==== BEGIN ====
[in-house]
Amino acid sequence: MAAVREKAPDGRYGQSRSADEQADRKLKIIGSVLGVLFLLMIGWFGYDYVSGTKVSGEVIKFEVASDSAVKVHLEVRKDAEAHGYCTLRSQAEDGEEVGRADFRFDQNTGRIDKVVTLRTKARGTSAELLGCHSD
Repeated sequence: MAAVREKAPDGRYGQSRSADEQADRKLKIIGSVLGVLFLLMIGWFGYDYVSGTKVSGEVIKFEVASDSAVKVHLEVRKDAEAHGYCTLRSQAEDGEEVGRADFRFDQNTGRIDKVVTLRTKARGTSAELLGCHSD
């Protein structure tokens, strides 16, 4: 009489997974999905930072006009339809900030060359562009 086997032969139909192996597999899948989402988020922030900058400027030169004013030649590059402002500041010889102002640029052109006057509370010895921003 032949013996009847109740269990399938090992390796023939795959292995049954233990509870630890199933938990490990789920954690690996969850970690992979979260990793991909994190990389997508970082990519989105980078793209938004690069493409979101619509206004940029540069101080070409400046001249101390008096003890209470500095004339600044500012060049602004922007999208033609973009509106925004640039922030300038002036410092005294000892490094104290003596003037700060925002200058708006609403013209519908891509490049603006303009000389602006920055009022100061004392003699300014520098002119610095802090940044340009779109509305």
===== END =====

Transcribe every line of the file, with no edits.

[in-house]
Amino acid sequence: MAAVREKAPDGRYGQSRSADEQADRKLKIIGSVLGVLFLLMIGWFGYDYVSGTKVSGEVIKFEVASDSAVKVHLEVRKDAEAHGYCTLRSQAEDGEEVGRADFRFDQNTGRIDKVVTLRTKARGTSAELLGCHSD
Repeated sequence: MAAVREKAPDGRYGQSRSADEQADRKLKIIGSVLGVLFLLMIGWFGYDYVSGTKVSGEVIKFEVASDSAVKVHLEVRKDAEAHGYCTLRSQAEDGEEVGRADFRFDQNTGRIDKVVTLRTKARGTSAELLGCHSD
């Protein structure tokens, strides 16, 4: 009489997974999905930072006009339809900030060359562009 086997032969139909192996597999899948989402988020922030900058400027030169004013030649590059402002500041010889102002640029052109006057509370010895921003 032949013996009847109740269990399938090992390796023939795959292995049954233990509870630890199933938990490990789920954690690996969850970690992979979260990793991909994190990389997508970082990519989105980078793209938004690069493409979101619509206004940029540069101080070409400046001249101390008096003890209470500095004339600044500012060049602004922007999208033609973009509106925004640039922030300038002036410092005294000892490094104290003596003037700060925002200058708006609403013209519908891509490049603006303009000389602006920055009022100061004392003699300014520098002119610095802090940044340009779109509305």